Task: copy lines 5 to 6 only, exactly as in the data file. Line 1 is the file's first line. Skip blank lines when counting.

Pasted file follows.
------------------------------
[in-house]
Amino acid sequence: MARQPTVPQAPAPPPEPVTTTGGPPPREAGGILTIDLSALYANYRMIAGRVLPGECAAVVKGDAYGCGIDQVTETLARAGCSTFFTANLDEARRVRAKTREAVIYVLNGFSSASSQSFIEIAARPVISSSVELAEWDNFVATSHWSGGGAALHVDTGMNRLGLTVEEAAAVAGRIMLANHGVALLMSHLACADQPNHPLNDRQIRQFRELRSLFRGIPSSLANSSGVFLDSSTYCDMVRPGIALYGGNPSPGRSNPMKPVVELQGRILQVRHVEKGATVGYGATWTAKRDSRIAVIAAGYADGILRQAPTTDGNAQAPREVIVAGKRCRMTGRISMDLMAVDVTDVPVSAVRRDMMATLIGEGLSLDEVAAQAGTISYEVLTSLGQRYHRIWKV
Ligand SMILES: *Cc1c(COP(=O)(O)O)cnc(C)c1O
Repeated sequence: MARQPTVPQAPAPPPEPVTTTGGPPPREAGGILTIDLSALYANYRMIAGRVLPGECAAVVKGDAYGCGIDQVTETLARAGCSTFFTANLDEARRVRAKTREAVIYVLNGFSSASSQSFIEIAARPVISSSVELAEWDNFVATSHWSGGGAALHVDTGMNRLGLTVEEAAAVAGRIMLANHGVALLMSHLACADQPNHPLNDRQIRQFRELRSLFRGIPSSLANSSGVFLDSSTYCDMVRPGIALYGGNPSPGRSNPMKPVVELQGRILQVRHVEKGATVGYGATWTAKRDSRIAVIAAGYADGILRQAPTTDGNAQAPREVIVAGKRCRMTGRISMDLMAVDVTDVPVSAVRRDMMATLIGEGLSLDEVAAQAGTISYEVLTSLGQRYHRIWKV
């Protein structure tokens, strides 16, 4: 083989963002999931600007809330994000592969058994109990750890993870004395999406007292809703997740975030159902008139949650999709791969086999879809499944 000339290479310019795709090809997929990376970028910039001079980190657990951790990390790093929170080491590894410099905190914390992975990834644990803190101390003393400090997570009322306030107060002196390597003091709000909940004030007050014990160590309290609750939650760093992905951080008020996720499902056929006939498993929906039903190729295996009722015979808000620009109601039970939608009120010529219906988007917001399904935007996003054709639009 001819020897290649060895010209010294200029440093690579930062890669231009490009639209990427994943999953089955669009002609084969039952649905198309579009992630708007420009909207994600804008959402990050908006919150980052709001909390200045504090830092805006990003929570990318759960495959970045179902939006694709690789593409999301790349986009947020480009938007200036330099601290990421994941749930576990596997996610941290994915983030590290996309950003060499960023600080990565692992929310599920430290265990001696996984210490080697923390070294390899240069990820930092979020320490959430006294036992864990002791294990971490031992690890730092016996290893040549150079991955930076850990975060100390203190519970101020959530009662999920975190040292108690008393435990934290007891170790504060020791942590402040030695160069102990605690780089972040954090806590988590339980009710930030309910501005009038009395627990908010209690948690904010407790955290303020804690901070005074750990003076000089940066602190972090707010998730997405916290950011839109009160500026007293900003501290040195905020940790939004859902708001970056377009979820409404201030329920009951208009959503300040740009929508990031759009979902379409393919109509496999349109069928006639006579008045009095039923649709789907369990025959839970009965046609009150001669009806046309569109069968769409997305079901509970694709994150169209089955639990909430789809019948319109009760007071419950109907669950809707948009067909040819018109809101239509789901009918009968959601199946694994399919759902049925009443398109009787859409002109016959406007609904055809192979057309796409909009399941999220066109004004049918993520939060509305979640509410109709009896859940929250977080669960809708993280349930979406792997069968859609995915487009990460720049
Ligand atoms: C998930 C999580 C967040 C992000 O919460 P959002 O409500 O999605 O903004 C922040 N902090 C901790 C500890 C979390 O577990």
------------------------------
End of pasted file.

């Protein structure tokens, strides 16, 4: 083989963002999931600007809330994000592969058994109990750890993870004395999406007292809703997740975030159902008139949650999709791969086999879809499944 000339290479310019795709090809997929990376970028910039001079980190657990951790990390790093929170080491590894410099905190914390992975990834644990803190101390003393400090997570009322306030107060002196390597003091709000909940004030007050014990160590309290609750939650760093992905951080008020996720499902056929006939498993929906039903190729295996009722015979808000620009109601039970939608009120010529219906988007917001399904935007996003054709639009 001819020897290649060895010209010294200029440093690579930062890669231009490009639209990427994943999953089955669009002609084969039952649905198309579009992630708007420009909207994600804008959402990050908006919150980052709001909390200045504090830092805006990003929570990318759960495959970045179902939006694709690789593409999301790349986009947020480009938007200036330099601290990421994941749930576990596997996610941290994915983030590290996309950003060499960023600080990565692992929310599920430290265990001696996984210490080697923390070294390899240069990820930092979020320490959430006294036992864990002791294990971490031992690890730092016996290893040549150079991955930076850990975060100390203190519970101020959530009662999920975190040292108690008393435990934290007891170790504060020791942590402040030695160069102990605690780089972040954090806590988590339980009710930030309910501005009038009395627990908010209690948690904010407790955290303020804690901070005074750990003076000089940066602190972090707010998730997405916290950011839109009160500026007293900003501290040195905020940790939004859902708001970056377009979820409404201030329920009951208009959503300040740009929508990031759009979902379409393919109509496999349109069928006639006579008045009095039923649709789907369990025959839970009965046609009150001669009806046309569109069968769409997305079901509970694709994150169209089955639990909430789809019948319109009760007071419950109907669950809707948009067909040819018109809101239509789901009918009968959601199946694994399919759902049925009443398109009787859409002109016959406007609904055809192979057309796409909009399941999220066109004004049918993520939060509305979640509410109709009896859940929250977080669960809708993280349930979406792997069968859609995915487009990460720049
Ligand atoms: C998930 C999580 C967040 C992000 O919460 P959002 O409500 O999605 O903004 C922040 N902090 C901790 C500890 C979390 O577990």